In January 2011, the Company acquired certain assets from its UGG and Teva brands distributor that sold to retailers in the United Kingdom (UK) and from its UGG brand distributor that sold to retailers in Benelux and France.  The distribution rights in these regions reverted back to the Company on December 31, 2010 upon the expiration of the distribution agreements.  On July 1, 2011, the Company acquired the Sanuk brand.  Deckers Outdoor Corporation’s condensed consolidated financial statements include the operations of the Sanuk brand beginning July 1, 2011.

 

Prior to April 2, 2012, the Company owned 51% of a joint venture with an affiliate of Stella International Holdings Limited (Stella International) for the primary purpose of opening and operating retail stores for the UGG brand in China.  Stella International is also one of the Company’s major manufacturers in China.  On April 2, 2012, the Company purchased, for a total purchase price of $20,000, the 49% noncontrolling interest owned by Stella International.  The Company accounted for this transaction as acquiring the remaining interest of an entity that had already been majority-owned by the Company.  The purchase resulted in a reduction to additional paid in capital of $14,357 representing excess purchase price over the carrying amount of the noncontrolling interest.  Prior to this purchase, the Company already had a controlling interest in this entity, and therefore, the subsidiary had been and will continue to be consolidated with the Company’s operations.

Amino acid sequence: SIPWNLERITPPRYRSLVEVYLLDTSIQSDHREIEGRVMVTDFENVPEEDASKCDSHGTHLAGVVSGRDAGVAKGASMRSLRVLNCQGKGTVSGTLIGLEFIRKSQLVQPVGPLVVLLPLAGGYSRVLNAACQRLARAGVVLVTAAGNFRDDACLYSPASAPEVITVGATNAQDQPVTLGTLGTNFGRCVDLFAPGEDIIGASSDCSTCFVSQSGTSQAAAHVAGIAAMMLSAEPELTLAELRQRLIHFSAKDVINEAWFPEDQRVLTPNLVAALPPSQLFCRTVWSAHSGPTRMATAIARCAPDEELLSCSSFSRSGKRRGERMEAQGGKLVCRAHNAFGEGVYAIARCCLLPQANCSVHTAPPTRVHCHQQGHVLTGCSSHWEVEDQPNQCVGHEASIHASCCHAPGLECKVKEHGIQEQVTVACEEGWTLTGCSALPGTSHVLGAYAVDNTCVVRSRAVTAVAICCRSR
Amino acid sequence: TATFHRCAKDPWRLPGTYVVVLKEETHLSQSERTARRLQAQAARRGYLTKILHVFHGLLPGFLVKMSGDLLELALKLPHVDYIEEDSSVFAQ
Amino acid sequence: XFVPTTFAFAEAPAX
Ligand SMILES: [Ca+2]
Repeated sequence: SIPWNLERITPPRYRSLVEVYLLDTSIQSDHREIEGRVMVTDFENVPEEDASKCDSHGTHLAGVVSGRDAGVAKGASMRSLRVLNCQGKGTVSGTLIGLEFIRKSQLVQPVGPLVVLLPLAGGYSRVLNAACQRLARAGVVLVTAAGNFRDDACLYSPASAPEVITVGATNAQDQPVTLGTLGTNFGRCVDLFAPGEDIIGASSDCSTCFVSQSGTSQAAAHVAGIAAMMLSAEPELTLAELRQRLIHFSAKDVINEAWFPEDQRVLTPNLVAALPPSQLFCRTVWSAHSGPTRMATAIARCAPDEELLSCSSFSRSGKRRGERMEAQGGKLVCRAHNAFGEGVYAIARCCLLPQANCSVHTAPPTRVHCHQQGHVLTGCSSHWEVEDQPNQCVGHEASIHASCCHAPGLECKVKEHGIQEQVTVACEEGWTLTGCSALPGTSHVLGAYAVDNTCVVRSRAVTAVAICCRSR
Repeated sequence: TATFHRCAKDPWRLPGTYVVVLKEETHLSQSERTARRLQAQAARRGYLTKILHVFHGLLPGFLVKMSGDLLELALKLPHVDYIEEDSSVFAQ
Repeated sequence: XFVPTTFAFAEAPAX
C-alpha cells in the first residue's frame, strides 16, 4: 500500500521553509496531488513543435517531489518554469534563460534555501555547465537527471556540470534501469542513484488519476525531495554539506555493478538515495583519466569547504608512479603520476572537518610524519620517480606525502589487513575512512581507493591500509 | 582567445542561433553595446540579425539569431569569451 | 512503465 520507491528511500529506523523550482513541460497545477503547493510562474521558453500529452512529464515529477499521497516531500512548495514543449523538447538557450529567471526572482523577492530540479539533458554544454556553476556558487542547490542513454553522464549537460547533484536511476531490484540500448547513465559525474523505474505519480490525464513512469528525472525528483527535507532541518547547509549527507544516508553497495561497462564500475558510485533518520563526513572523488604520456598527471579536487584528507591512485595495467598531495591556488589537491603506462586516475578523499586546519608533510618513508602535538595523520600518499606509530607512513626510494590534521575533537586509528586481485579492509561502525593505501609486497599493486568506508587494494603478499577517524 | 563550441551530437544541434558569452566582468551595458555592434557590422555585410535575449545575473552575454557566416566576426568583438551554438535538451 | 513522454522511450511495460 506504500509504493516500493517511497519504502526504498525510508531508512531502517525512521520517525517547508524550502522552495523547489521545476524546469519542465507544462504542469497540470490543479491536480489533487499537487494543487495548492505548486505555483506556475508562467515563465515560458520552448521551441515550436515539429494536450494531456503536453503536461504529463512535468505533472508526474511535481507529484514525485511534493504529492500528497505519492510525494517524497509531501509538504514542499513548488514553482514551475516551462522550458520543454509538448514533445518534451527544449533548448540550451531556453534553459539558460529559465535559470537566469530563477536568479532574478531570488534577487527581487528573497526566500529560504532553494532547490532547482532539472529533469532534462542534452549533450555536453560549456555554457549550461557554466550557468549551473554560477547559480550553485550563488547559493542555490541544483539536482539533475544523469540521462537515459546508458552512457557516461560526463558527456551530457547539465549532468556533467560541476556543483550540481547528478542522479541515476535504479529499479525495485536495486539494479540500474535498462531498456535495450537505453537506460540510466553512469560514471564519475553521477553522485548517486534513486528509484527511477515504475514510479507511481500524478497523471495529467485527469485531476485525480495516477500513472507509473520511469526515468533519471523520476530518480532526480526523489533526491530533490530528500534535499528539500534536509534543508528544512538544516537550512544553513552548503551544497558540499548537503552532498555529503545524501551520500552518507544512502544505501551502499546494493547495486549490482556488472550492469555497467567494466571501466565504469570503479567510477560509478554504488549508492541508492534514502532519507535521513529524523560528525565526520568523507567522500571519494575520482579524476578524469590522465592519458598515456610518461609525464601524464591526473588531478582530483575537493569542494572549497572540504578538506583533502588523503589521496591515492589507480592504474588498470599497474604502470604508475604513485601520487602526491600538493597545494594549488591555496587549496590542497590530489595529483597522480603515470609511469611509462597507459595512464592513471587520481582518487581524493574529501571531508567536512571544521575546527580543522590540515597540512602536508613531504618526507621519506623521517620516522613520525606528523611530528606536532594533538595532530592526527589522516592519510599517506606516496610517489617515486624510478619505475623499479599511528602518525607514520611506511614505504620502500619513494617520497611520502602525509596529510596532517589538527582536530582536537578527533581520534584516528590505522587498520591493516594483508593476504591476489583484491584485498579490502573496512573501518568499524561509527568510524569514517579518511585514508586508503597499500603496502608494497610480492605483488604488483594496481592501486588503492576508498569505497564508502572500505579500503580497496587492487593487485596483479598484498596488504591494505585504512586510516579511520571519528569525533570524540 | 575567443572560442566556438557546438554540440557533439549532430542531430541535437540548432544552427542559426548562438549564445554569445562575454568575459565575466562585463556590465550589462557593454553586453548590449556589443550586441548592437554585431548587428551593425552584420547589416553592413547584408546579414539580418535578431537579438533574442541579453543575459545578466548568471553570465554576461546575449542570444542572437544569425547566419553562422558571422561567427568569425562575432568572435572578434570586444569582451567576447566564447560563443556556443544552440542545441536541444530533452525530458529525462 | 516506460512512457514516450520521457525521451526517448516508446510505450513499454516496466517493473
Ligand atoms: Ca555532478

In May 2012, the Company purchased a noncontrolling interest in the Hoka brand, a privately held footwear company, which was accounted for as an equity method investment.  In September 2012, the Company acquired the remaining ownership interest in Hoka.  The Company does not expect the Hoka brand to have a significant seasonal impact in 2012.  The acquisition of Hoka is not material to the Company’s condensed consolidated financial statements.

 

As contemplated by the Securities and Exchange Commission (SEC) under Rule 10-01 of Regulation S-X, the accompanying condensed consolidated financial statements and related footnotes have been condensed and do not contain certain information that will be included in the Company’s annual consolidated financial statements and footnotes thereto.  For further information, refer to the consolidated financial statements and related footnotes included in the Company’s Annual Report on Form 10-K for the year ended December 31, 2011, filed with the SEC on February 29, 2012.

 

b)             Use of Estimates